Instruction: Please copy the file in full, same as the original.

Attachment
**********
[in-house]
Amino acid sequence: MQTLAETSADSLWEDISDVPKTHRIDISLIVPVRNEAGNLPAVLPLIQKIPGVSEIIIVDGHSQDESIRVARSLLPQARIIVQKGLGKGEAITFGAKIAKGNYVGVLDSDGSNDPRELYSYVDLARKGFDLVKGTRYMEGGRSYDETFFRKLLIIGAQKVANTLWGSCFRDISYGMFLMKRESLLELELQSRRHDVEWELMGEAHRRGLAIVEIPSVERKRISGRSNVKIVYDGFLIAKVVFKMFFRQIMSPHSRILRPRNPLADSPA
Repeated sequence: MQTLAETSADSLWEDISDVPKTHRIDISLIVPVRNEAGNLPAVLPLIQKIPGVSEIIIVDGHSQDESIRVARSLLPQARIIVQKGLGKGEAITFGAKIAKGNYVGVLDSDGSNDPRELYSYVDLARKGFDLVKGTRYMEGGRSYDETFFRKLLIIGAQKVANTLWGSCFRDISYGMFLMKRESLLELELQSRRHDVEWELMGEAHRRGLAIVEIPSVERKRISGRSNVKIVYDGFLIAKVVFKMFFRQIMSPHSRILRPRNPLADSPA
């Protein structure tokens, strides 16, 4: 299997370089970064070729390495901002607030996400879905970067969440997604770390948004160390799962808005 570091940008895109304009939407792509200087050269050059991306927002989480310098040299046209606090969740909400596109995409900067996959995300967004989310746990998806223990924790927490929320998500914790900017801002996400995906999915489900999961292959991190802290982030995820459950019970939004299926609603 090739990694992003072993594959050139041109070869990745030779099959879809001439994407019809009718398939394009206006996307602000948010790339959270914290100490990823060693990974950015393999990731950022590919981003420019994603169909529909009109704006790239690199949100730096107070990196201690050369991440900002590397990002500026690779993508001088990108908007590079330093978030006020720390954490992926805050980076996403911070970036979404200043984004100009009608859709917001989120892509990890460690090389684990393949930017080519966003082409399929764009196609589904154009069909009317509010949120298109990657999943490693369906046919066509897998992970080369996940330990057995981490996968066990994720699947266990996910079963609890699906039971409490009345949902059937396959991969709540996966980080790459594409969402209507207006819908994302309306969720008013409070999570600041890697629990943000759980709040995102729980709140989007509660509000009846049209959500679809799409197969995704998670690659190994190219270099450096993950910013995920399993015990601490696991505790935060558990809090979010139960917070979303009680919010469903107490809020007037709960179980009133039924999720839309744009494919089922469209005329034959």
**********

[in-house]
Amino acid sequence: MQTLAETSADSLWEDISDVPKTHRIDISLIVPVRNEAGNLPAVLPLIQKIPGVSEIIIVDGHSQDESIRVARSLLPQARIIVQKGLGKGEAITFGAKIAKGNYVGVLDSDGSNDPRELYSYVDLARKGFDLVKGTRYMEGGRSYDETFFRKLLIIGAQKVANTLWGSCFRDISYGMFLMKRESLLELELQSRRHDVEWELMGEAHRRGLAIVEIPSVERKRISGRSNVKIVYDGFLIAKVVFKMFFRQIMSPHSRILRPRNPLADSPA
Repeated sequence: MQTLAETSADSLWEDISDVPKTHRIDISLIVPVRNEAGNLPAVLPLIQKIPGVSEIIIVDGHSQDESIRVARSLLPQARIIVQKGLGKGEAITFGAKIAKGNYVGVLDSDGSNDPRELYSYVDLARKGFDLVKGTRYMEGGRSYDETFFRKLLIIGAQKVANTLWGSCFRDISYGMFLMKRESLLELELQSRRHDVEWELMGEAHRRGLAIVEIPSVERKRISGRSNVKIVYDGFLIAKVVFKMFFRQIMSPHSRILRPRNPLADSPA
């Protein structure tokens, strides 16, 4: 299997370089970064070729390495901002607030996400879905970067969440997604770390948004160390799962808005 570091940008895109304009939407792509200087050269050059991306927002989480310098040299046209606090969740909400596109995409900067996959995300967004989310746990998806223990924790927490929320998500914790900017801002996400995906999915489900999961292959991190802290982030995820459950019970939004299926609603 090739990694992003072993594959050139041109070869990745030779099959879809001439994407019809009718398939394009206006996307602000948010790339959270914290100490990823060693990974950015393999990731950022590919981003420019994603169909529909009109704006790239690199949100730096107070990196201690050369991440900002590397990002500026690779993508001088990108908007590079330093978030006020720390954490992926805050980076996403911070970036979404200043984004100009009608859709917001989120892509990890460690090389684990393949930017080519966003082409399929764009196609589904154009069909009317509010949120298109990657999943490693369906046919066509897998992970080369996940330990057995981490996968066990994720699947266990996910079963609890699906039971409490009345949902059937396959991969709540996966980080790459594409969402209507207006819908994302309306969720008013409070999570600041890697629990943000759980709040995102729980709140989007509660509000009846049209959500679809799409197969995704998670690659190994190219270099450096993950910013995920399993015990601490696991505790935060558990809090979010139960917070979303009680919010469903107490809020007037709960179980009133039924999720839309744009494919089922469209005329034959």